Reserve and collect – the perfect small business ecommerce tool

February 10th, 2012

Reserve and collect - the perfect small business ecommerce tool

Online shopping has boomed in popularity as consumers increasingly lead busy lives.

Small businesses that help their customers save as much time as possible will no doubt be looked upon favourably and enjoy a loyal consumer base – and one of the best ways to do this is by putting in place and reserve and collect service.

The premise is simple – people can browse a website and click which products they would like to reserve and then pick them up instore at a time convenient for them. One sector that has particularly sat up and taken notice of this trend is the home furnishing and DIY one.

Argos sells products for the whole house, from kettles and vacuum cleaners to bedding and sofas. Decorating and moving home are time-consuming projects, especially for those who also work full-time and juggle a family. However, Argos's click and collect service enables customers to select items and immediately pick them up at a store of their choosing.

This allows people to, for example, browse in their lunch break and pop in to the store at the end of the day.

Products will be held until the end of the next working day, or any items not in stock will be available within three working days.

B&Q is another DIY and home decor store that offers a similar service. It promises the items will be available the next day. Small businesses operating in any sector, however, can utilise this feature to attract multichannel shoppers.

The benefits of a small business multichannel retail strategy

Small and medium-sized enterprises (SMEs) that deploy a multichannel marketing strategy are likely to enjoy higher sales. A recent study by dunnhumbyUSA, Accenture and comScore found people who check out a company's site spend a typical 37 per cent more instore than shoppers who simply visit a shop.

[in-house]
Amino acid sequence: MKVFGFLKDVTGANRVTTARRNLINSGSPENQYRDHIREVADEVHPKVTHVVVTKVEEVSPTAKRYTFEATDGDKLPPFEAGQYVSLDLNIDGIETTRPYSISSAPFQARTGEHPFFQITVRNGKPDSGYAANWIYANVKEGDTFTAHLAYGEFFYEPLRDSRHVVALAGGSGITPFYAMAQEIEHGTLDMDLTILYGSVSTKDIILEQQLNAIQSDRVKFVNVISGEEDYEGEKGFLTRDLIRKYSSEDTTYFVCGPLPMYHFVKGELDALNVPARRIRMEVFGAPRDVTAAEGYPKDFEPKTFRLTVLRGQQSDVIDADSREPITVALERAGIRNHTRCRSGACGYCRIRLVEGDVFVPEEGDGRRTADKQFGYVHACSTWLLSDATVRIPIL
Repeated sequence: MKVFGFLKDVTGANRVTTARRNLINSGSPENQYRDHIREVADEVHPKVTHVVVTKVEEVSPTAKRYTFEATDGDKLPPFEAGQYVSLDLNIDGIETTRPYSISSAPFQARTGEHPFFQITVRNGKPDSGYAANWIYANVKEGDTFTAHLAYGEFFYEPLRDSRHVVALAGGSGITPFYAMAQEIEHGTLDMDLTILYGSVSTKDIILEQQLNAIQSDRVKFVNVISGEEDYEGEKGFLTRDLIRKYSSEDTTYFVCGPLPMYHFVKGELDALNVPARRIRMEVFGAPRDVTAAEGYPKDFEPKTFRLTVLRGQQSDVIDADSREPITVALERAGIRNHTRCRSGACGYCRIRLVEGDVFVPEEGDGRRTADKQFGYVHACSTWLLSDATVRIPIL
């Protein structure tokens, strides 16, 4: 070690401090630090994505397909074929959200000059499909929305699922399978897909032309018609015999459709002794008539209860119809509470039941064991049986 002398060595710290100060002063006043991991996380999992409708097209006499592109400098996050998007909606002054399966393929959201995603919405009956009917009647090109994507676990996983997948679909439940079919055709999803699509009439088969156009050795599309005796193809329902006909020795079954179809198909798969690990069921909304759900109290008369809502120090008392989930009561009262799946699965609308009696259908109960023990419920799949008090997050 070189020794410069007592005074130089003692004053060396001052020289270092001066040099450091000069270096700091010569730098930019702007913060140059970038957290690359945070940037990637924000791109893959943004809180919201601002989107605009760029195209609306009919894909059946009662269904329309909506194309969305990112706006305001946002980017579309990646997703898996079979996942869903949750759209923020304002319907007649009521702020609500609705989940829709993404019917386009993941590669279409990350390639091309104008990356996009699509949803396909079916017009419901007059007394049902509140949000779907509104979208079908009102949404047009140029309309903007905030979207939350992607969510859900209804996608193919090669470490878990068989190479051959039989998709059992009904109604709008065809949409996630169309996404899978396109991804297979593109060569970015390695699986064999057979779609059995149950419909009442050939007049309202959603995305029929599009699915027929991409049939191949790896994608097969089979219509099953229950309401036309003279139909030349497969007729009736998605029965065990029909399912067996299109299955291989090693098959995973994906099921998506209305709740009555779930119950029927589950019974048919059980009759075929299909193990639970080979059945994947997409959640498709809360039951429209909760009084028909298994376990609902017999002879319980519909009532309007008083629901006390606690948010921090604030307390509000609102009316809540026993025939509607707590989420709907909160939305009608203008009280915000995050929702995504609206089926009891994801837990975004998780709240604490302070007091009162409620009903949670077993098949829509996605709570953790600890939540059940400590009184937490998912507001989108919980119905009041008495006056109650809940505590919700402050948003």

In addition, click and collect was highlighted by Manhattan Associates and the Cranfield School of Management as being a good practice for multichannel retailers, as it forces different channels to integrate and helps boost value for organisations.

Aside from the benefit of getting more people through their doors, SMEs that deploy a multichannel retail strategy are likely to see better customer loyalty. Rather than wasting time searching for items instore, shoppers can clearly see stock availability on a site, reserve it, then head to the shop to collect it.

This relaxed way of buying items could help loosen the purse strings and see SMEs' cart abandonment levels drop.

Further small business multichannel retail advice can be found here:
Online and high street shopping overlap as Christmas nears
When physical stores and mobile technology collide

Can you think of any other benefits to a multichannel retail strategy?

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